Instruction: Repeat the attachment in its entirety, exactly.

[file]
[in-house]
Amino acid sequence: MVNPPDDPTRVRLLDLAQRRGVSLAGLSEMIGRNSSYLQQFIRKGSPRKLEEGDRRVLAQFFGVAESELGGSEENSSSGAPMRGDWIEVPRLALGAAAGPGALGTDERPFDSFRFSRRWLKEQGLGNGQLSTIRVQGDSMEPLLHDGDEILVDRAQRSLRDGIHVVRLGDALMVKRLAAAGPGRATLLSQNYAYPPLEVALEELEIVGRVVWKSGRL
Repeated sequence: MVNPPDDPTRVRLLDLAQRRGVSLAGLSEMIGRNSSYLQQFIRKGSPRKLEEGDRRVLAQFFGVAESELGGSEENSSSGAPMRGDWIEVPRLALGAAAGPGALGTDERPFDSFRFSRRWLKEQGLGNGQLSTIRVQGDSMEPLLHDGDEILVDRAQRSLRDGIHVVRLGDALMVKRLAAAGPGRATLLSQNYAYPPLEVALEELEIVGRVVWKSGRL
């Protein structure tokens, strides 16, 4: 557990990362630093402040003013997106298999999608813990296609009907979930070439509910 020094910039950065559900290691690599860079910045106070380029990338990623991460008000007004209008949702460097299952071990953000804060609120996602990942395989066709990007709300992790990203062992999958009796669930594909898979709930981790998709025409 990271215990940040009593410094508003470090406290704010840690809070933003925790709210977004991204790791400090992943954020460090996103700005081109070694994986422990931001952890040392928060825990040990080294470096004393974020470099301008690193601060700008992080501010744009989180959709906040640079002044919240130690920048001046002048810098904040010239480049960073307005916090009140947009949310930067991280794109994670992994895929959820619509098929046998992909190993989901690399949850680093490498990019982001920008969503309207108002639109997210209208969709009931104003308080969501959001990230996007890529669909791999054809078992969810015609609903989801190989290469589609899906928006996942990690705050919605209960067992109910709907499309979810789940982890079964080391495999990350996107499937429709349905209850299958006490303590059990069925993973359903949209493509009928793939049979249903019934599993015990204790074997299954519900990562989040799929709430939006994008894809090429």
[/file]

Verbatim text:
[in-house]
Amino acid sequence: MVNPPDDPTRVRLLDLAQRRGVSLAGLSEMIGRNSSYLQQFIRKGSPRKLEEGDRRVLAQFFGVAESELGGSEENSSSGAPMRGDWIEVPRLALGAAAGPGALGTDERPFDSFRFSRRWLKEQGLGNGQLSTIRVQGDSMEPLLHDGDEILVDRAQRSLRDGIHVVRLGDALMVKRLAAAGPGRATLLSQNYAYPPLEVALEELEIVGRVVWKSGRL
Repeated sequence: MVNPPDDPTRVRLLDLAQRRGVSLAGLSEMIGRNSSYLQQFIRKGSPRKLEEGDRRVLAQFFGVAESELGGSEENSSSGAPMRGDWIEVPRLALGAAAGPGALGTDERPFDSFRFSRRWLKEQGLGNGQLSTIRVQGDSMEPLLHDGDEILVDRAQRSLRDGIHVVRLGDALMVKRLAAAGPGRATLLSQNYAYPPLEVALEELEIVGRVVWKSGRL
């Protein structure tokens, strides 16, 4: 557990990362630093402040003013997106298999999608813990296609009907979930070439509910 020094910039950065559900290691690599860079910045106070380029990338990623991460008000007004209008949702460097299952071990953000804060609120996602990942395989066709990007709300992790990203062992999958009796669930594909898979709930981790998709025409 990271215990940040009593410094508003470090406290704010840690809070933003925790709210977004991204790791400090992943954020460090996103700005081109070694994986422990931001952890040392928060825990040990080294470096004393974020470099301008690193601060700008992080501010744009989180959709906040640079002044919240130690920048001046002048810098904040010239480049960073307005916090009140947009949310930067991280794109994670992994895929959820619509098929046998992909190993989901690399949850680093490498990019982001920008969503309207108002639109997210209208969709009931104003308080969501959001990230996007890529669909791999054809078992969810015609609903989801190989290469589609899906928006996942990690705050919605209960067992109910709907499309979810789940982890079964080391495999990350996107499937429709349905209850299958006490303590059990069925993973359903949209493509009928793939049979249903019934599993015990204790074997299954519900990562989040799929709430939006994008894809090429």